After a relaxing morning of e-mailing and blogging, we were all eager to visit the District 6 Museum. Feeling rested and ready, the van carried us off to the city bowl. Though quite small, the museum was not lacking in information, and was constructed in a creative and innovative way. With no designated path through the exhibition, and no single narrative, visitors were invited to explore at their leisure. Following our initial solo browsing through the exhibition, we embarked on a tour with a passionate and charismatic woman named Mandy. She explained to us the museum’s mission to recreate and redefine the community from the ruins of apartheid’s destruction, and gave us the history of its origin. What I found fascinating (besides, you know, everything) is that the District 6 Museum is not a product of democracy, but rather of resistance. While the historical museums we’ve visited in South Africa thus far were all constructed in a post-apartheid world, this particular establishment was built during the 80’s – a politically turbulent period when the mere existence of it was considered illegal.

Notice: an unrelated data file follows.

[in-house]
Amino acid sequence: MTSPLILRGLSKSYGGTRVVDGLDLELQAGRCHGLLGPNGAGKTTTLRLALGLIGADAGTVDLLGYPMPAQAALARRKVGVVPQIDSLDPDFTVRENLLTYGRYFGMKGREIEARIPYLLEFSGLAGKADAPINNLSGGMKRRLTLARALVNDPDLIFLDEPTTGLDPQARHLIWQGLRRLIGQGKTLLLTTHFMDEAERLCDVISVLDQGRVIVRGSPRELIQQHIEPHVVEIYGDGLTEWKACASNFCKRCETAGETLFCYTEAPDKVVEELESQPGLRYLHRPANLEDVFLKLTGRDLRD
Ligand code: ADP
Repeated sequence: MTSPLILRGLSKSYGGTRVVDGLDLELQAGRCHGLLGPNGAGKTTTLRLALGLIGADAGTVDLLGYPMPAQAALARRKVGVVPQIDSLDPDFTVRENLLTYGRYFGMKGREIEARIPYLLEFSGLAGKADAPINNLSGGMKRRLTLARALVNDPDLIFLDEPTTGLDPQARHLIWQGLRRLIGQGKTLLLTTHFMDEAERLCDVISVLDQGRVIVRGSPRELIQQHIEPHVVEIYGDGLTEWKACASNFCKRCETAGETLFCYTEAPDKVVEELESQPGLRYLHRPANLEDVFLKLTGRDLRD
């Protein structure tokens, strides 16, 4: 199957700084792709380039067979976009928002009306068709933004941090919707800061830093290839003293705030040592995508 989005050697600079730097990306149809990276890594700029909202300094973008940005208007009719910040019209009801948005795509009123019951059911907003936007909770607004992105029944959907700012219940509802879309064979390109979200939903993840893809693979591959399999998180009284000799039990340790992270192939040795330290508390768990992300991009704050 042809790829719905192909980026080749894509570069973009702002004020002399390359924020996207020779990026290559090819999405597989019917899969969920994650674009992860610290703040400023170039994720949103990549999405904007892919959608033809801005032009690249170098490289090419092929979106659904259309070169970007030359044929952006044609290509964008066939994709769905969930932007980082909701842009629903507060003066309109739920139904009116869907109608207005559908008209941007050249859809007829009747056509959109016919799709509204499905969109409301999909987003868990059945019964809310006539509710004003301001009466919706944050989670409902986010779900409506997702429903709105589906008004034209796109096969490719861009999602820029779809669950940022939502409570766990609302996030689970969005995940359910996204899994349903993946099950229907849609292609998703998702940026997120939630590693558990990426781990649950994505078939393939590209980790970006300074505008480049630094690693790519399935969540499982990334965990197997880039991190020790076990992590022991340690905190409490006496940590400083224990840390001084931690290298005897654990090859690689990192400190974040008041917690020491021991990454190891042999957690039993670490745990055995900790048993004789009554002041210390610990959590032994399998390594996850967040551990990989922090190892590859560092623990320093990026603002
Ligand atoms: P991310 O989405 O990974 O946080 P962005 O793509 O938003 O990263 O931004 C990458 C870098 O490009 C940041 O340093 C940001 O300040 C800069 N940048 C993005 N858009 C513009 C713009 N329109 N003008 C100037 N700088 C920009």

Mandy also emphasized the fluidity of the relationship between the oppressor and the oppressed, which is a theme that manifested itself in Candace Breitz’s exhibition, Extra!, that we saw at the National Gallery this morning. Breitz’s project conveys the awkwardness and confusion of being the figurative white elephant in the room. By superimposing images of herself on to screenshots from Generations, a South African soap opera that documents the rise of the black middle class, she creates visual images that evoke feelings of discomfort and confusion.
Though white people once played the starring acts on South Africa’s historical stage, there has been a transversal of roles. The oppressors have now become the oppressed, leaving them to reevaluate what it means to be white in contemporary South Africa.